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Clinical Trial Summary

In patients undergoing adjuvant radiotherapy for breast cancer, radiation-induced skin toxicities are a common occurrence and adversely impact patients' quality of life (QOL). In the last decade, there have been no significant advances in preventing or treating radiation-induced skin toxicities. Recently, a phase III randomized trial by Herst et al. (n=78) in New Zealand showed that the prophylactic use of Mepitel Film reduced skin reaction severity by 92% compared to skin treated only with aqueous cream. Mepitel film has not been widely adopted in North America. To validate the efficacy of the film and guide the development of a larger multi-centre phase II study, a pilot study testing the efficacy of the film is proposed. In the study, 30 patients will have the film applied on their breast for the duration of radiation treatment and their skin reactions will be assessed throughout the treatment and after the treatment. The investigators hypothesize that the severity and incidence rates of skin reactions for patients using Mepitel film will be lower when compared to real world data from our centre, and that cosmetic outcomes will be improved with the film.


Clinical Trial Description

In patients undergoing adjuvant radiotherapy for breast cancer, radiation-induced skin toxicities are a common occurrence and adversely impact patients' quality of life (QOL). Patients with large breasts or patients receiving chest wall radiation may be more likely to have worse skin reactions following radiation. In the last decade, there have been no significant advances in preventing or treating radiation-induced skin toxicities. Recently, a phase III randomized trial by Herst et al. (n=78) in New Zealand showed that the prophylactic use of Mepitel Film prevented moist desquamation (26% vs. 0%, p < 0.001) and reduced skin reaction severity by 92% (p < 0.001) compared to skin treated only with aqueous cream. Another study by Moller et al. (n=101) in Denmark reported a non-significant improvement in observer-rated radiation dermatitis with the film (p=0.1) compared to cream, and significant improvements in several patient-reported outcomes. Moreover, patients with breast cancer complain of hyperpigmentation in the radiated area during and after radiation.

Mepitel Film has not been widely adopted in North American clinical practice. To further study and validate the efficacy of Mepitel Film in preventing acute skin reactions caused by breast radiation and elucidate its efficacy in preventing poor cosmetic outcomes, a phase II efficacy study of three patient populations will be conducted:

1. Patients with large breasts

2. Patients with small or medium sized breasts

3. Patients with chest wall radiation

The results of the phase II efficacy study can guide the development of a subsequent multi-centre phase II and III trials to further validate the use of Mepitel film and increase its adoption rate.

The primary objective is to examine the efficacy of Mepitel film in the prophylaxis of radiation-induced skin reactions. Secondary objectives include an evaluation of patient-reported and healthcare professional (HCP)-reported skin toxicities including moist desquamation with the use of Mepitel film.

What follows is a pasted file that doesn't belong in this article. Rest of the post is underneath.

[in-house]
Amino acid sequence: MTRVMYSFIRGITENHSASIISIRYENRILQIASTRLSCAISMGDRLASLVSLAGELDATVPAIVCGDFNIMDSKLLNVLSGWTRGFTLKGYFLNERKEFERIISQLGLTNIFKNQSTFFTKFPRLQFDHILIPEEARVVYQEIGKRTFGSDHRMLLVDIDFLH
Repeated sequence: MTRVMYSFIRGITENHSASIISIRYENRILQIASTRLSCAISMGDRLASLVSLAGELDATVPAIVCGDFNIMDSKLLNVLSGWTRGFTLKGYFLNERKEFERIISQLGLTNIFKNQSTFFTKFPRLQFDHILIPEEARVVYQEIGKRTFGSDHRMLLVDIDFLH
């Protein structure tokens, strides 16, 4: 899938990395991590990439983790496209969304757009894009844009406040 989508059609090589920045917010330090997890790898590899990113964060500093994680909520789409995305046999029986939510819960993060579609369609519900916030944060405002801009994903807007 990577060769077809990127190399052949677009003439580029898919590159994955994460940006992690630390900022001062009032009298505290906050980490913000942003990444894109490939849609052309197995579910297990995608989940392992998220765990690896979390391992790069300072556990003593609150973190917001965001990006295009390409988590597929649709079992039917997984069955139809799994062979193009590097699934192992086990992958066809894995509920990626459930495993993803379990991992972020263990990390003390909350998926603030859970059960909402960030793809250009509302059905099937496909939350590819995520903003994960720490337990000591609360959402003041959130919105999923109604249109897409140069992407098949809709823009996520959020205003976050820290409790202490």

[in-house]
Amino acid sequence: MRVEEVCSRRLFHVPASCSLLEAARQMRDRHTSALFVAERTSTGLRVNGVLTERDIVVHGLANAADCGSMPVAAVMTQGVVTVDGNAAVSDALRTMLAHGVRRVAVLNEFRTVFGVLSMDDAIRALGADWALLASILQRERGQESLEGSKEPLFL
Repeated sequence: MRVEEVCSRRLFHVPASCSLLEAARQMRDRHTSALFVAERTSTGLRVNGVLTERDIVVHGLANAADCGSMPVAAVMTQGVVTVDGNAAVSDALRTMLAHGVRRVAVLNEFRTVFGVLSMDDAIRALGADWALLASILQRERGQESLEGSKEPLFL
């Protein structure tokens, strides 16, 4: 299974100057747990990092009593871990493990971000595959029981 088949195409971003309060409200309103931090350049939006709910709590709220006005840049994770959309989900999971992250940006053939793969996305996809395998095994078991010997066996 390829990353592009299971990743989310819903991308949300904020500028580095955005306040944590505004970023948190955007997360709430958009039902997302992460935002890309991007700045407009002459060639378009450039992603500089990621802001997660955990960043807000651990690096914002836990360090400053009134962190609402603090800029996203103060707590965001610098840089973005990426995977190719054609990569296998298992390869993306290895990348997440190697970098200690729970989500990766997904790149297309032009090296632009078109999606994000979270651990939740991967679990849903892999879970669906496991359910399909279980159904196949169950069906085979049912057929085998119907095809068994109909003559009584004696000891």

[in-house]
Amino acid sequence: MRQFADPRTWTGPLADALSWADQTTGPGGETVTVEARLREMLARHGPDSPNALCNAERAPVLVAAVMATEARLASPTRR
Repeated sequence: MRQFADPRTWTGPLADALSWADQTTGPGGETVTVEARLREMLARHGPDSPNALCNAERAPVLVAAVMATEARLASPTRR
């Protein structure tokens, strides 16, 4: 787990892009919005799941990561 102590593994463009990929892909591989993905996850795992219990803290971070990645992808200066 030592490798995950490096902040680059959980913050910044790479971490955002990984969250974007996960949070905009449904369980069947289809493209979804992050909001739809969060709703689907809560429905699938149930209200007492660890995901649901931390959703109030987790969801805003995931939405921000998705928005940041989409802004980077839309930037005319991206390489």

Radiation oncologists will first introduce the study to their patients in their breast clinic, showing a sample of the product and also pictures from the trial conducted in New Zealand. Patients if interested may be provided a patient information sheet to review at home. Then, patients will be approached by a CRA at their radiation planning appointment to review all information and obtain informed consent.

All patients will receive Mepitel film for the duration of treatment. Radiation treatment will be delivered as prescribed by the treating radiation oncologist and may include a variety of techniques and beam modifiers.

Trained clinical research assistants (CRA) or the radiation review nurse will apply the Mepitel film for patients prior to their first radiation treatment at a designated clinic room and will check daily prior to radiation that the breast/chest wall has not been distorted by the film. If the film needs to be readjusted, the CRAs or nurses will remove peeling sections of film and reapply where needed. The film will be removed two weeks post radiation treatment.

Patients will complete evaluations once a week at their regular review clinic visit and will be assessed by an HCP or CRA. At the last treatment or last review appointment, a photo of the patient's breasts/chest wall will be taken, and they will be asked to complete an assessment. An HCP will also conduct an assessment.

After completion of radiation, patients will be called at week 1 and weeks 3-6 to assess endpoints. Patients will be asked to return for a 2-week, 3-month, and 6-month follow-up assessment where photos of their breasts/chest wall will be taken, and they will complete their personal assessments. The film will be removed at the 2-week follow-up appointment. The 3-month follow-up assessment will occur at the same time as their regular clinic follow-up with their radiation oncologist. At the 3-month and 6-month follow-up assessment, an HCP will also an assessment. ;


Study Design


Related Conditions & MeSH terms


NCT number NCT03910595
Study type Interventional
Source Sunnybrook Health Sciences Centre
Contact Edward LW Chow, MBBS
Phone (416) 480-4974
Email Edward.Chow@sunnybrook.ca
Status Recruiting
Phase Phase 2
Start date March 14, 2019
Completion date October 2019

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